It is said you can tell a lot about someone by what they do for others.
For Millbridge Elementary School teacher Kristin Howe, the journey to education mirrored her own personal path through school, one that at times she found difficult. She vowed to become a teacher so school would not be hard on others.
Her determinaton to impact as many students as possible has earned her the 2020 Millbridge Elementary School Teacher of the Year award.
“It was wonderful to be acknowledged,” Howe noted. “I think everyone here at Millbridge could be teacher of the year because we do so much that goes unrecognized. We’re dedicated, we work hard, we put a lot of compassion and time in our job.
“It was a nice pat on the back for me, but I also contribute this to my colleagues like Beth Cohen,” Howe added. “She has been a big mentor for me and if I didn’t have colleagues like her I don’t think I would be here where I am today.”
Howe’s mother was a fourth grade teacher who first sparked her daughter’s interest in teaching. Howe recalls role playing as a teacher when she was a child at Millbridge and even upon graduating from Delran High School, where she received an award for involvement in a child development course.
During her time as a student at Delran, Howe also had a couple of teachers who made learning fun. Their teaching wasn’t just about academics, but also about the social and emotional parts of learning.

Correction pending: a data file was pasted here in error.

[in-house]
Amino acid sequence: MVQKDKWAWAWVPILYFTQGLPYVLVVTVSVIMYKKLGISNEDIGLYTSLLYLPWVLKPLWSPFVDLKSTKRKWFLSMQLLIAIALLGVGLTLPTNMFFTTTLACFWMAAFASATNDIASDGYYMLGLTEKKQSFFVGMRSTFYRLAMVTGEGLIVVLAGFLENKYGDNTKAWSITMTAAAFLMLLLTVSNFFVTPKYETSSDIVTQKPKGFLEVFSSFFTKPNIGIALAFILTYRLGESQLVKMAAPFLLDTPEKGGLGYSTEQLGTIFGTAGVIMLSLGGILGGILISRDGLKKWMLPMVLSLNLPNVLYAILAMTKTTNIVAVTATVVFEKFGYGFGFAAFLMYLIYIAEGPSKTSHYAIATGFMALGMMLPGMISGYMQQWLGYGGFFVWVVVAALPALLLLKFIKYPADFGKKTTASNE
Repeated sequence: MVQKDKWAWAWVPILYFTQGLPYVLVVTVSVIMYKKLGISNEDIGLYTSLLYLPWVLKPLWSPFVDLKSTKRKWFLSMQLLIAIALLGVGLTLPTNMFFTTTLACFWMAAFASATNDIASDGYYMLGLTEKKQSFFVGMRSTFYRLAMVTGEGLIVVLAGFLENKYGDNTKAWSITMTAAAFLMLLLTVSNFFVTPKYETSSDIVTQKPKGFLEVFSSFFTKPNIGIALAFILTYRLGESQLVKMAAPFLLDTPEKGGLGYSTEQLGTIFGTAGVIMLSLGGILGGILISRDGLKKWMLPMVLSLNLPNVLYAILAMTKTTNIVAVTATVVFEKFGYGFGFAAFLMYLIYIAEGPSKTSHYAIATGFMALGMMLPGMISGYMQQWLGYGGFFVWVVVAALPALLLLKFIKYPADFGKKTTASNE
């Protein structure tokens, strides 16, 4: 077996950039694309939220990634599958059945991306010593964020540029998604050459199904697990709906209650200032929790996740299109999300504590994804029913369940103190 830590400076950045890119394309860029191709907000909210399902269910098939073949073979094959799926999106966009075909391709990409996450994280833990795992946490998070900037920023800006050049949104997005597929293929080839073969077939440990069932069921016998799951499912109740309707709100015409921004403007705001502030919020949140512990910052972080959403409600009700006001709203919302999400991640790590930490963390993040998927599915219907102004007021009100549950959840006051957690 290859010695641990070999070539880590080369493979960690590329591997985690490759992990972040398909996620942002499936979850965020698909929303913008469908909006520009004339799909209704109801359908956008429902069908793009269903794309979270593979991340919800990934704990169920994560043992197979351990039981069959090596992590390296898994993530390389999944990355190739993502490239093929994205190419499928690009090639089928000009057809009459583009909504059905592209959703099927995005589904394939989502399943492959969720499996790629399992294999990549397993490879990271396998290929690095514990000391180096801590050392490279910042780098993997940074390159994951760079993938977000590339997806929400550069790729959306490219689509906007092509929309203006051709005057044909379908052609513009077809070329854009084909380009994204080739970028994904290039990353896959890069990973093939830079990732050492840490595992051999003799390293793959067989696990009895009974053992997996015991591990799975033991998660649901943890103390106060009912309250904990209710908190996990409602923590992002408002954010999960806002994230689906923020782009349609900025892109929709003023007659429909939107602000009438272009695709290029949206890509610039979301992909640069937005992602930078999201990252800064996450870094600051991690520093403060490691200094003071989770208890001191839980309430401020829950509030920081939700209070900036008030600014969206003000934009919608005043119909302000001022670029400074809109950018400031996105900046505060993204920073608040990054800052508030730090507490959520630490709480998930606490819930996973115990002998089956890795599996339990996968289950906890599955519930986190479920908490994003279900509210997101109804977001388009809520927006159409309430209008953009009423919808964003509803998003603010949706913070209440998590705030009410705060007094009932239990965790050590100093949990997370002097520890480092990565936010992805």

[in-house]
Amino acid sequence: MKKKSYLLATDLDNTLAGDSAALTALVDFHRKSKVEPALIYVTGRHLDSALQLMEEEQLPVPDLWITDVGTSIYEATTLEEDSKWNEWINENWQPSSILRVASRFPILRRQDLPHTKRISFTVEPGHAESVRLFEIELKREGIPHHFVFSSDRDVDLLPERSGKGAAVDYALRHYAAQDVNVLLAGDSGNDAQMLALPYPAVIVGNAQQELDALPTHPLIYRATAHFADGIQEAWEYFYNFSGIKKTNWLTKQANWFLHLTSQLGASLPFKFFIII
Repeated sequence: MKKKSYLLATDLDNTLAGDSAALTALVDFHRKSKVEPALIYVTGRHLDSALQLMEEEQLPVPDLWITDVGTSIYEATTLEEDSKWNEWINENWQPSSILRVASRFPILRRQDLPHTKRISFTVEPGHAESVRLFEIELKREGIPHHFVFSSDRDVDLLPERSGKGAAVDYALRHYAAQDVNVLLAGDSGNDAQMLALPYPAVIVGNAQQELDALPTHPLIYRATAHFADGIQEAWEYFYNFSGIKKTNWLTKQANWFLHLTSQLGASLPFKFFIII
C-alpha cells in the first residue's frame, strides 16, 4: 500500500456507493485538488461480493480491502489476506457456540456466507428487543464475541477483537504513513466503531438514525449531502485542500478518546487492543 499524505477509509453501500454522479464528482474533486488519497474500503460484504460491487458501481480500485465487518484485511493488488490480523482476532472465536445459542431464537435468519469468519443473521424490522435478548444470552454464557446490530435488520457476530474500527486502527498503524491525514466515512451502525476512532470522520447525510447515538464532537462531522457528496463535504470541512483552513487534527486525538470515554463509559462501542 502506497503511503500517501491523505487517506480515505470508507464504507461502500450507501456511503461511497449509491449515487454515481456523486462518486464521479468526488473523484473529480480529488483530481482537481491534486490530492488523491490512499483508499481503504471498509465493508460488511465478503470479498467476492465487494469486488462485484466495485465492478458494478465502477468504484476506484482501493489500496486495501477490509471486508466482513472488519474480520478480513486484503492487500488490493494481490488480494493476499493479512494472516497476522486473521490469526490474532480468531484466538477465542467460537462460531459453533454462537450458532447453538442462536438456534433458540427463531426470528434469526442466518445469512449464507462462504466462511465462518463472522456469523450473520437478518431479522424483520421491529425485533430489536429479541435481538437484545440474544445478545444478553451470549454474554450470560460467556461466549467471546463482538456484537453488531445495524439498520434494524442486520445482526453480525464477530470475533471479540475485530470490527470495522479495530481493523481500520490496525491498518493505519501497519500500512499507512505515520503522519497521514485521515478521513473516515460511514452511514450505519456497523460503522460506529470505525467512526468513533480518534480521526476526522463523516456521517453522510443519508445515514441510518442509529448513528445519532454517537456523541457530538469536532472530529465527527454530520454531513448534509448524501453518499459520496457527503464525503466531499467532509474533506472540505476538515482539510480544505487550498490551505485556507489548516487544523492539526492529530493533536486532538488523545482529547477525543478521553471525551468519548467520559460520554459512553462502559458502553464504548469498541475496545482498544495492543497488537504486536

Upon graduating from Rowan University, Howe ironically found herself back at Millbridge with the same mission as the teachers who inspired her to make learning fun and meaningful.
“I’ve always worked with children,” she said. “I just knew that I was a children type of person. You have to have patience and be kind, but you also have to have fun and understand them.
“Kindergarten today is so different than when I went to school,” Howe added. “Expectations are high so it’s hard and challenging at times, but it’s also very rewarding and exciting. Especially when you see their eyes glow up and they’re like, ‘Wow, I can write’ or ‘I can read now.’”
According to Howe, kindergarten has changed in the sense that it is no longer just about dramatic play and naps. It is a more rigorous curriculum that asks a lot from 5 year olds.
“I like having fun with the kids and getting down to their level,” Howe explained. “I’m always sitting on the floor with them and trying to have fun, laugh and giggle. I like seeing them grow in so many ways. Not only as a child growing height wise, but seeing them grow as a reader, writer, thinker and a friend.
“There’s so many ways that they grow throughout the school year.”